Builder construction loan

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Construction Loan
Posted by: mly Sep 2 2004, 09:01 AM
I am about to buy a new house. The house is not even built yet. The builder will let me choose between conventional and construction loan. For the case of conventional loan, the sale price will be $27,000 higher than if I were to do construction loan. What choice should I make? what are the main advantages and disadvantages of convention and construction loans? When do I know that construction loan is right for me? Please help.
Posted by: loanuniverse Sep 2 2004, 02:17 PM

Normally, the way a developer will work is that prior to starting the construction the houses or condos are sold on a “pre-construction” basis. During these period, prospective buyers get a chance to “reserve” the unit by giving a deposit from 5% to 20%. This does not mean that they have to get a loan at that moment, it just means that those units enter into a contract for a later day closing at which time the loan will begin.

Of course buying something that has not been built carries a certain level of risk {specifically performance risk from the developer}. As a result, most units sold during pre-construction are sold at a lower price than once the units are ready to be occupied.

I was confused when I read your post because I could not figure out what kind of construction loan the developer wanted you to get, but after reading that ” the sale price will be $27,000 higher than if I were to do construction..” I guessed that you were actually being offered the chance to buy the house prior to it being constructed.

If indeed you are talking about two loans, please provide more information about terms so that they can be compared. The most important aspect here in my opinion would be taking a risk on the ability of the builder to complete the house if you have to take a loan prior to construction rather to waiting for the house to be completed.

Proper due diligence on this builder would be a most in either scenario. This includes asking for addresses of houses built by this builder, researching state license records, researching the corporate records, and other places like the BBB.

Good luck.
Posted by: mly Sep 3 2004, 01:33 PM
The price of the house (pre-construction) is $600,000 if I obtain the construction loan to fund the construction. If I were to choose conventional loan, then the builder has to get the loan himself in order to fund the construction. He estimates that the interest and closing cost on this short term loan would add up to be $27,000. Therefore, he rolls that additional cost into the cost of the house when selling it back to me after the construction is completed. The length of time of construction is 9 months. If I get the construction loan, then I still have to pay the interest on the short term loan myself, but I do not think that it would equate to $27,000. During the construction, the builder will make 6 draws, therefore the short term loan principle will increase in 6 steps.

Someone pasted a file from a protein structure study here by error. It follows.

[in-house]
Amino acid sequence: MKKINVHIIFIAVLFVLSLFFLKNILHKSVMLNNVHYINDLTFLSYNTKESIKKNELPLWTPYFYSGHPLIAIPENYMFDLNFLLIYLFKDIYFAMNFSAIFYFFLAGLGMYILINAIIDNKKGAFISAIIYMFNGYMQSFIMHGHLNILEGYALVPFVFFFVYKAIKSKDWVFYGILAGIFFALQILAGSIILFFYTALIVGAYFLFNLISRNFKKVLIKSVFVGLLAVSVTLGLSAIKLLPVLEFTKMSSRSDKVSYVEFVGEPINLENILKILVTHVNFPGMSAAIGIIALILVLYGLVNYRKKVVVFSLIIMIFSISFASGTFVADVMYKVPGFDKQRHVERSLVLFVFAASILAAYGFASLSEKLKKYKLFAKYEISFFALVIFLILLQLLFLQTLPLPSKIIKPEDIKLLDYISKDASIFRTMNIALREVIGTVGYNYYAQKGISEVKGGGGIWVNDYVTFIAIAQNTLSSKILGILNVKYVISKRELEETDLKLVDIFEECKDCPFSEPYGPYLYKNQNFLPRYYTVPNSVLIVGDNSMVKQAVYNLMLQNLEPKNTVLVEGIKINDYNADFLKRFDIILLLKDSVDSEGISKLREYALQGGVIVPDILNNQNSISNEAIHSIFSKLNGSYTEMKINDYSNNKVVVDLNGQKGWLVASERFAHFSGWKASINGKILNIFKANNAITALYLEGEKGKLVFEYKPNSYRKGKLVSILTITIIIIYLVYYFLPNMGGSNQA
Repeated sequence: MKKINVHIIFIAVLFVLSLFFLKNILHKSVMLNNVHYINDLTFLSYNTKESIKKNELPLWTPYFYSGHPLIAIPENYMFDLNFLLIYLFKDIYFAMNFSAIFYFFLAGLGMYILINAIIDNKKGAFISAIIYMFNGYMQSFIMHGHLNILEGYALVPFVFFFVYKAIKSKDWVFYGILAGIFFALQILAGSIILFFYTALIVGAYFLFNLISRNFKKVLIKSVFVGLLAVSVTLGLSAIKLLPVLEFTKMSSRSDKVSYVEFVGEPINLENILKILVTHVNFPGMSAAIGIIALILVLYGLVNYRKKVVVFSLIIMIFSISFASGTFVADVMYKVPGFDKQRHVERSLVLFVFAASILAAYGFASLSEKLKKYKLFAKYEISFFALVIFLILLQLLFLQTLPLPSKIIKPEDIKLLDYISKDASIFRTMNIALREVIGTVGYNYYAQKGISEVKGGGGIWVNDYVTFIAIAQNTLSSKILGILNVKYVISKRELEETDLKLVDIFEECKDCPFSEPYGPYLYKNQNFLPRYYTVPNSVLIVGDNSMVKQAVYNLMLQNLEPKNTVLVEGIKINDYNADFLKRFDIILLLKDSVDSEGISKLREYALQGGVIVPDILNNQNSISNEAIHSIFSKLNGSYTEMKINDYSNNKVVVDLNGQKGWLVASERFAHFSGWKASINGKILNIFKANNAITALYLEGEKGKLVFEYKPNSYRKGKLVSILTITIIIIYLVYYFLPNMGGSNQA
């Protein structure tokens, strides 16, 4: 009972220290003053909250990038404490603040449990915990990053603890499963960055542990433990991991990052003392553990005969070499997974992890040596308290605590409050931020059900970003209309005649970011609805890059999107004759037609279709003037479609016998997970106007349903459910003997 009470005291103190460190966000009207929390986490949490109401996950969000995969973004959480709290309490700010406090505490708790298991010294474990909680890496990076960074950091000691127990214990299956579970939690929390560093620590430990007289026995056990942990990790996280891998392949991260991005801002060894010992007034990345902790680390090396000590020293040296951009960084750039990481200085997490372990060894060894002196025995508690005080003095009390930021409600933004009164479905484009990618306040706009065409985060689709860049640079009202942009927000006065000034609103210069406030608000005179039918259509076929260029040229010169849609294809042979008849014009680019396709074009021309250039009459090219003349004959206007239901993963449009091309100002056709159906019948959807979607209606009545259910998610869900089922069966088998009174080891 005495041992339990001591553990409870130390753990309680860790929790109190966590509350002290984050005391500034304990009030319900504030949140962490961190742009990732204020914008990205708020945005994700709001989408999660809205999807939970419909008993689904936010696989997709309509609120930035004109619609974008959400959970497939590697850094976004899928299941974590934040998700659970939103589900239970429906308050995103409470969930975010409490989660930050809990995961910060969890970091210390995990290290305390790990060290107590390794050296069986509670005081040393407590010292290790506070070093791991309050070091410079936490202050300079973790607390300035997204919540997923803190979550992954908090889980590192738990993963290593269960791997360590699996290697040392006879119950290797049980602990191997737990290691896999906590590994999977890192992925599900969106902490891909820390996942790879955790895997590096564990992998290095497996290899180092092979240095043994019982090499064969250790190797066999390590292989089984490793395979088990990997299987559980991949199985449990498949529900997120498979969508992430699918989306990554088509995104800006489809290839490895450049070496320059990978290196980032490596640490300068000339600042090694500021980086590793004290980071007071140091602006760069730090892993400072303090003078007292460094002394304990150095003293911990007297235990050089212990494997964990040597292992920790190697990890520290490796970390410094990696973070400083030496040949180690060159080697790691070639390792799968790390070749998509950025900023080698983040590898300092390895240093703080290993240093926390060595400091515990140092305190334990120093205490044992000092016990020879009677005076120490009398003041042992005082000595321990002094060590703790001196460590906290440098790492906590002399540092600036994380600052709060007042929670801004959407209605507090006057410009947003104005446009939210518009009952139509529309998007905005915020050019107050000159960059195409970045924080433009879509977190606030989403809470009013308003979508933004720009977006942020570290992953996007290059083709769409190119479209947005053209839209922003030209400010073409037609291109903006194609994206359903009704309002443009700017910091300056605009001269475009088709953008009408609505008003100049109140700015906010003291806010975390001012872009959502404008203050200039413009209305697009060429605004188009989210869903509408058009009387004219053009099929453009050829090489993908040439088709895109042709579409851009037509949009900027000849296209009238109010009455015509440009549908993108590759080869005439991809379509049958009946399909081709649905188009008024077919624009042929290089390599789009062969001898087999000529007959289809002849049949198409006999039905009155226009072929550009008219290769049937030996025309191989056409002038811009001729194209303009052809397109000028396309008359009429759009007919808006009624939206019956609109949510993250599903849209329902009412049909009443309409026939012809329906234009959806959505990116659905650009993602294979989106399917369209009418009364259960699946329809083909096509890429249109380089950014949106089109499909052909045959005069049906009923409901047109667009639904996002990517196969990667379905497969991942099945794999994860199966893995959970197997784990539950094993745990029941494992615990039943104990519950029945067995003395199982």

Posted by: loanuniverse Sep 3 2004, 02:16 PM
You are more than likely right about actual costs to you or the builder not getting close to $27,000. If the house is going to be sold for $600,000, there is a good chance that the loan will be for much less taking into account that construction loans work with a loan-to-value and loan-to-cost between 75% and 85%. We are probably looking at a loan with an average outstanding of less than $300,000 and a fee of probably $2,000 to $4,500.

The problem here is not so much if you can save on costs, but are the savings big enough to compensate for the shift in liability from the builder to you? Because the lender will be coming after you in case the house is not completed.

Is this house to be built part of a development? Who owns the lot? Do you have to give a deposit if you decide to go conventional and not be involved with construction financing?

I think the builder is playing it very well. If his company can get the credit, he can make an additional $10,000 to $20,000 just for carrying the financing.

I keep saying this, but it never ceases to amaze me ”I am in the wrong business”
Author: Commercial Loan Underwriter